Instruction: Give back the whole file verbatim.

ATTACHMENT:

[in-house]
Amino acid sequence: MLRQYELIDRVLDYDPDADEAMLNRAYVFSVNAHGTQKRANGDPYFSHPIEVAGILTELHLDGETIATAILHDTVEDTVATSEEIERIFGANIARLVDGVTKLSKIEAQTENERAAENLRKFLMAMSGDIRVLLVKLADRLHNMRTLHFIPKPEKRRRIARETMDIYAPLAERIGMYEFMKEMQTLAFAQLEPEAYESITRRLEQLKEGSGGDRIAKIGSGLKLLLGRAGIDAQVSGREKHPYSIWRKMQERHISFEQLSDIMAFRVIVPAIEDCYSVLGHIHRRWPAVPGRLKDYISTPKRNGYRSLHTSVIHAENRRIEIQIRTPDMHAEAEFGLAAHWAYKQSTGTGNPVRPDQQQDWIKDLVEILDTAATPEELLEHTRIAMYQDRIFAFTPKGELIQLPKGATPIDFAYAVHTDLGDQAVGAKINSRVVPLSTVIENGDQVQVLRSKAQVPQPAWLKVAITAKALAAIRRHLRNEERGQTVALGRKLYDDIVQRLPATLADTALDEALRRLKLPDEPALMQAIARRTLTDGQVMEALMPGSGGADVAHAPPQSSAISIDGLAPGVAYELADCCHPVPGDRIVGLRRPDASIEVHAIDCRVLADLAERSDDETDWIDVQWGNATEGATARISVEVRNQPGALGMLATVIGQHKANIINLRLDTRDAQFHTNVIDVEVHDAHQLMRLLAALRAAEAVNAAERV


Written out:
[in-house]
Amino acid sequence: MLRQYELIDRVLDYDPDADEAMLNRAYVFSVNAHGTQKRANGDPYFSHPIEVAGILTELHLDGETIATAILHDTVEDTVATSEEIERIFGANIARLVDGVTKLSKIEAQTENERAAENLRKFLMAMSGDIRVLLVKLADRLHNMRTLHFIPKPEKRRRIARETMDIYAPLAERIGMYEFMKEMQTLAFAQLEPEAYESITRRLEQLKEGSGGDRIAKIGSGLKLLLGRAGIDAQVSGREKHPYSIWRKMQERHISFEQLSDIMAFRVIVPAIEDCYSVLGHIHRRWPAVPGRLKDYISTPKRNGYRSLHTSVIHAENRRIEIQIRTPDMHAEAEFGLAAHWAYKQSTGTGNPVRPDQQQDWIKDLVEILDTAATPEELLEHTRIAMYQDRIFAFTPKGELIQLPKGATPIDFAYAVHTDLGDQAVGAKINSRVVPLSTVIENGDQVQVLRSKAQVPQPAWLKVAITAKALAAIRRHLRNEERGQTVALGRKLYDDIVQRLPATLADTALDEALRRLKLPDEPALMQAIARRTLTDGQVMEALMPGSGGADVAHAPPQSSAISIDGLAPGVAYELADCCHPVPGDRIVGLRRPDASIEVHAIDCRVLADLAERSDDETDWIDVQWGNATEGATARISVEVRNQPGALGMLATVIGQHKANIINLRLDTRDAQFHTNVIDVEVHDAHQLMRLLAALRAAEAVNAAERV